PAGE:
How will it go to aggravate the whole guilt of our impenitency, should we stand out against the power and the tenderness of these manifold applications—the voice of a beseeching God upon us—the word of salvation at our very door—the free offer of strength and of acceptance sounded in our hearing—the spirit in readiness with his agency to meet our every desire and our every inquiry—angels beckoning us to their company—and the very first movements of our awakened conscience drawing upon us
a practical effect to the calls of repentance. all their regard, and all their earnestness!
On the Contest for an Ascendency over Man, among the Higher Orders of Intelligence.
“And having spoiled principalities and powers, he made a show of them openly, triumphing over them in it.”—Colossians i. 15.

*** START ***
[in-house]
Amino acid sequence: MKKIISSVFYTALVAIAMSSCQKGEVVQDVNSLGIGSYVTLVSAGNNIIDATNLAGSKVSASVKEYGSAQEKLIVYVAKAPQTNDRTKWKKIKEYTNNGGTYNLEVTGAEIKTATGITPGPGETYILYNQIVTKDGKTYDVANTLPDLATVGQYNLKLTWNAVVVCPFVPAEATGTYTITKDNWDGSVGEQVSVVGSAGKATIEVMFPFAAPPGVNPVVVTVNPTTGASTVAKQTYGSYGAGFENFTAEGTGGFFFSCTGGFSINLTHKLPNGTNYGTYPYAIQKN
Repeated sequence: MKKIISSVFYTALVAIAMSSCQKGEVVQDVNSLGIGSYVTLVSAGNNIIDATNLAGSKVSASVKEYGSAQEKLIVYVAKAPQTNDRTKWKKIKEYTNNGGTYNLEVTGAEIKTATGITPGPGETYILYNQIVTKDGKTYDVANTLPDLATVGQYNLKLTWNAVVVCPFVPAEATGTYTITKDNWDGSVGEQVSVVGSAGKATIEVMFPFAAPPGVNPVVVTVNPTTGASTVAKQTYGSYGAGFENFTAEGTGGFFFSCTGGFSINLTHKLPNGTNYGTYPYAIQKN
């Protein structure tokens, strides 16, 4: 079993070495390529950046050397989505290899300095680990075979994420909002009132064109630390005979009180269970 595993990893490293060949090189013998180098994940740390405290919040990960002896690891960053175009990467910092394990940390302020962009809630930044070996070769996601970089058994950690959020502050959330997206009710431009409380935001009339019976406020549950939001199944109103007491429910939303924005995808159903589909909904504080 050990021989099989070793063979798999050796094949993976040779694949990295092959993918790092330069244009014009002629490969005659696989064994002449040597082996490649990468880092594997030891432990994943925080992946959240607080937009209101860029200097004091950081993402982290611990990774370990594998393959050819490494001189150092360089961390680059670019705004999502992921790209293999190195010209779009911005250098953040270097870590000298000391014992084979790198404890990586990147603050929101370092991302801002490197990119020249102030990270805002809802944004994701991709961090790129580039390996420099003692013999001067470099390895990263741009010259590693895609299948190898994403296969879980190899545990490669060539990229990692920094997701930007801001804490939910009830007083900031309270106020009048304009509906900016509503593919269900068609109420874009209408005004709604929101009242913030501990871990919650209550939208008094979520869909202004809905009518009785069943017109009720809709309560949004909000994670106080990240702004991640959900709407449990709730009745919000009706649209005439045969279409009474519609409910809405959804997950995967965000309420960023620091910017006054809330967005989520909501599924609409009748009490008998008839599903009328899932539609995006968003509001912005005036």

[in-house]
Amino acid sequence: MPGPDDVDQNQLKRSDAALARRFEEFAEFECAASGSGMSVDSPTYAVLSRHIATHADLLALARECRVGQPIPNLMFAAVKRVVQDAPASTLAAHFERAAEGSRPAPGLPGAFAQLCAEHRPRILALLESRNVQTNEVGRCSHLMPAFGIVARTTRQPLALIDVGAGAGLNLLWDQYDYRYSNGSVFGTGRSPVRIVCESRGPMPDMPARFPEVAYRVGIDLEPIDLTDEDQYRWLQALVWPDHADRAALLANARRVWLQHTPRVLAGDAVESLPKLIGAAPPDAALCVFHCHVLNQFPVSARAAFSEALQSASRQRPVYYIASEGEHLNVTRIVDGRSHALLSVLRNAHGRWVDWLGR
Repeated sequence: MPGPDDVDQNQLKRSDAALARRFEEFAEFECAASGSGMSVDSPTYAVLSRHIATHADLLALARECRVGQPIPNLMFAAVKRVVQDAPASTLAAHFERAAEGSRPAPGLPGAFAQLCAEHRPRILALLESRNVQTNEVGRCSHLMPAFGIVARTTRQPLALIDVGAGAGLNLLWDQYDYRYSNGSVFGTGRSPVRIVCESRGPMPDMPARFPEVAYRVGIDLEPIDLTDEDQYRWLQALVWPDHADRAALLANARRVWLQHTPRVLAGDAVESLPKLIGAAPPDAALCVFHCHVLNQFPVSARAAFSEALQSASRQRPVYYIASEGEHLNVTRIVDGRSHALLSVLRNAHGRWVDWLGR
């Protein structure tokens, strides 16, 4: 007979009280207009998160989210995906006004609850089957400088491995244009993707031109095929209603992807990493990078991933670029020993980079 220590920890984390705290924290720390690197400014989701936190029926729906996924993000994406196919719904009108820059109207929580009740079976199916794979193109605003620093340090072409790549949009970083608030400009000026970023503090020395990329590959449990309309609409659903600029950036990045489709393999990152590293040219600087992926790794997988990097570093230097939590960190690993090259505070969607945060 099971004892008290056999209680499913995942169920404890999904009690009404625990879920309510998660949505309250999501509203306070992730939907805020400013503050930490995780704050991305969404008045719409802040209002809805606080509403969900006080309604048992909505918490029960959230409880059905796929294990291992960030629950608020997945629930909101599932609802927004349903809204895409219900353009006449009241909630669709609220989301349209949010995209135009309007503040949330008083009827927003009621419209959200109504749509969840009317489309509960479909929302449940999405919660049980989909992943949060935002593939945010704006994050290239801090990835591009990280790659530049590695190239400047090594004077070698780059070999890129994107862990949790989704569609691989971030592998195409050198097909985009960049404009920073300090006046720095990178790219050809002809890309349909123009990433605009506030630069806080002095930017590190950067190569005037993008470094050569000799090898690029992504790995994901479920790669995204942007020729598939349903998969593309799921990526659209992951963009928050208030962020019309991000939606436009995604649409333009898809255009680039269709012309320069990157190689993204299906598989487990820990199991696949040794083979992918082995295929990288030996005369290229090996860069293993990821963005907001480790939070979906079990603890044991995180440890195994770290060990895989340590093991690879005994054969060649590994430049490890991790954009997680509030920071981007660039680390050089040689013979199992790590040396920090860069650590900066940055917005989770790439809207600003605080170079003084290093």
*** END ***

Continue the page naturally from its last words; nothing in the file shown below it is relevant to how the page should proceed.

Though these astronomical Discourses be now drawing to a close, it is not because I feel that much more might not be said on the subject of them, both in the way of argument and of illustration. The whole of the infidel difficulty proceeds upon the assumption, that the exclusive bearing of Christianity is upon the people of our earth; that this solitary planet is in no way implicated with the concerns of a wider dispensation; that the revelation we have of the dealings of God, in this district of his empire, does not suit and subordinate itself to a system of moral administration, as extended as in the whole of his monarchy. Or, in other words, because infidels have not access to the whole truth, will they refuse a part of it however well attested or well accredited it may be; because a mantle of deep obscurity rests on the government of God, when taken in all its eternity and all its entireness, will they shut their eyes against that allowance of light which has been made to pass downwards upon our world from time to time, through so many partial unfoldings; and till they are made to know the share which other planets have in these communications of mercy, will they turn them away from the actual message which has come to their own door, and will neither examine its credentials, nor be alarmed by its warnings, nor be won by the tenderness of its invitations. On that day when the secrets of all hearts shall be revealed, there will be found such a wilful duplicity and darkening of the mind in the whole of this proceeding, as shall bring down upon it the burden of a righteous condemnation. But, even now, does it lie open to the rebuke of philosophy,